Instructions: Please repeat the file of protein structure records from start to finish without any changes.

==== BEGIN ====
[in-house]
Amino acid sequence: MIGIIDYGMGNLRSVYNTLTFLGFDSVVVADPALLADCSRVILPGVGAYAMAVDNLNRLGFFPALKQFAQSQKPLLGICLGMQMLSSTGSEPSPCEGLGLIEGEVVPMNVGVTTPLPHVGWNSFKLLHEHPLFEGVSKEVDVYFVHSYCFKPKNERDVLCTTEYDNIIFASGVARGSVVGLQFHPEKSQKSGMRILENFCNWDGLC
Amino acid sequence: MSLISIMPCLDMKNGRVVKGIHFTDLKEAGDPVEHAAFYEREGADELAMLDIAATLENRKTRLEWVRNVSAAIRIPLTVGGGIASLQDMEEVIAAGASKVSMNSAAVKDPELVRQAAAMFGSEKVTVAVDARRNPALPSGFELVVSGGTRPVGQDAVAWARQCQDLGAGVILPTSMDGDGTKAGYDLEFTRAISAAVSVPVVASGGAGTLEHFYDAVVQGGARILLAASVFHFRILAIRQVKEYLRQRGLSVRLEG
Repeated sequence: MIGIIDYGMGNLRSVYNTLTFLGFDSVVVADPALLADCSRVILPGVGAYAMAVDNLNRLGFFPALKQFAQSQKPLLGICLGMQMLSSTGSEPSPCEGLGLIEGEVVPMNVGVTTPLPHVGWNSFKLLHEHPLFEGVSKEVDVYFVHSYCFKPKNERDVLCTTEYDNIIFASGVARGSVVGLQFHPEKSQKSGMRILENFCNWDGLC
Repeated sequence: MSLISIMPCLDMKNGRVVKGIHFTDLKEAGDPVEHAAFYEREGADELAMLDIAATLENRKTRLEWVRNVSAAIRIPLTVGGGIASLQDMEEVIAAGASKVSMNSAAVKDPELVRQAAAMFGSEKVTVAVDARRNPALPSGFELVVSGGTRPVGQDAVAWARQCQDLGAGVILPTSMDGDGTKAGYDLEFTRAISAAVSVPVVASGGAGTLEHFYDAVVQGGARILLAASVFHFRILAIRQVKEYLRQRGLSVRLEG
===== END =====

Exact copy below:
[in-house]
Amino acid sequence: MIGIIDYGMGNLRSVYNTLTFLGFDSVVVADPALLADCSRVILPGVGAYAMAVDNLNRLGFFPALKQFAQSQKPLLGICLGMQMLSSTGSEPSPCEGLGLIEGEVVPMNVGVTTPLPHVGWNSFKLLHEHPLFEGVSKEVDVYFVHSYCFKPKNERDVLCTTEYDNIIFASGVARGSVVGLQFHPEKSQKSGMRILENFCNWDGLC
Amino acid sequence: MSLISIMPCLDMKNGRVVKGIHFTDLKEAGDPVEHAAFYEREGADELAMLDIAATLENRKTRLEWVRNVSAAIRIPLTVGGGIASLQDMEEVIAAGASKVSMNSAAVKDPELVRQAAAMFGSEKVTVAVDARRNPALPSGFELVVSGGTRPVGQDAVAWARQCQDLGAGVILPTSMDGDGTKAGYDLEFTRAISAAVSVPVVASGGAGTLEHFYDAVVQGGARILLAASVFHFRILAIRQVKEYLRQRGLSVRLEG
Repeated sequence: MIGIIDYGMGNLRSVYNTLTFLGFDSVVVADPALLADCSRVILPGVGAYAMAVDNLNRLGFFPALKQFAQSQKPLLGICLGMQMLSSTGSEPSPCEGLGLIEGEVVPMNVGVTTPLPHVGWNSFKLLHEHPLFEGVSKEVDVYFVHSYCFKPKNERDVLCTTEYDNIIFASGVARGSVVGLQFHPEKSQKSGMRILENFCNWDGLC
Repeated sequence: MSLISIMPCLDMKNGRVVKGIHFTDLKEAGDPVEHAAFYEREGADELAMLDIAATLENRKTRLEWVRNVSAAIRIPLTVGGGIASLQDMEEVIAAGASKVSMNSAAVKDPELVRQAAAMFGSEKVTVAVDARRNPALPSGFELVVSGGTRPVGQDAVAWARQCQDLGAGVILPTSMDGDGTKAGYDLEFTRAISAAVSVPVVASGGAGTLEHFYDAVVQGGARILLAASVFHFRILAIRQVKEYLRQRGLSVRLEG